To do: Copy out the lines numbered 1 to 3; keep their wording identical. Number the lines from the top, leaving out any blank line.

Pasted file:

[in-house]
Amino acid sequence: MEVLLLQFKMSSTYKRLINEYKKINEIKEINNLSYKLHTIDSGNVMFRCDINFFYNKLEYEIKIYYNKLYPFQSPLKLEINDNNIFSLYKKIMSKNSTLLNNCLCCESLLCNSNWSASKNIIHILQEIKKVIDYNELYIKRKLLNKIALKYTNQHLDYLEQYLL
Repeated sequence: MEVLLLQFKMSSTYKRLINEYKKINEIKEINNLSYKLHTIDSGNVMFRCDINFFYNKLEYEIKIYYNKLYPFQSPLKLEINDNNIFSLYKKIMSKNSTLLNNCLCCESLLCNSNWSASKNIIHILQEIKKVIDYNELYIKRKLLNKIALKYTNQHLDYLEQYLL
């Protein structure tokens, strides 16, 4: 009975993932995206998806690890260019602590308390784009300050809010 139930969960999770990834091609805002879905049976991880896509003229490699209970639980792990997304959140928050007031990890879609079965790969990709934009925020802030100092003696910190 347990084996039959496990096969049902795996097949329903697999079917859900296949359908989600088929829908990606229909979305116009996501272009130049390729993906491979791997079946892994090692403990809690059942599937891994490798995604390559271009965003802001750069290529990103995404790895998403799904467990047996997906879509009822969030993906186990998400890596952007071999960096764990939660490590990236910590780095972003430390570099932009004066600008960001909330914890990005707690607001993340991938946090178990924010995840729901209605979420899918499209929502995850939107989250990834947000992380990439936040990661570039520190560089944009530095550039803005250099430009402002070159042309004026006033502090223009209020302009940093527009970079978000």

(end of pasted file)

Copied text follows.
[in-house]
Amino acid sequence: MEVLLLQFKMSSTYKRLINEYKKINEIKEINNLSYKLHTIDSGNVMFRCDINFFYNKLEYEIKIYYNKLYPFQSPLKLEINDNNIFSLYKKIMSKNSTLLNNCLCCESLLCNSNWSASKNIIHILQEIKKVIDYNELYIKRKLLNKIALKYTNQHLDYLEQYLL
Repeated sequence: MEVLLLQFKMSSTYKRLINEYKKINEIKEINNLSYKLHTIDSGNVMFRCDINFFYNKLEYEIKIYYNKLYPFQSPLKLEINDNNIFSLYKKIMSKNSTLLNNCLCCESLLCNSNWSASKNIIHILQEIKKVIDYNELYIKRKLLNKIALKYTNQHLDYLEQYLL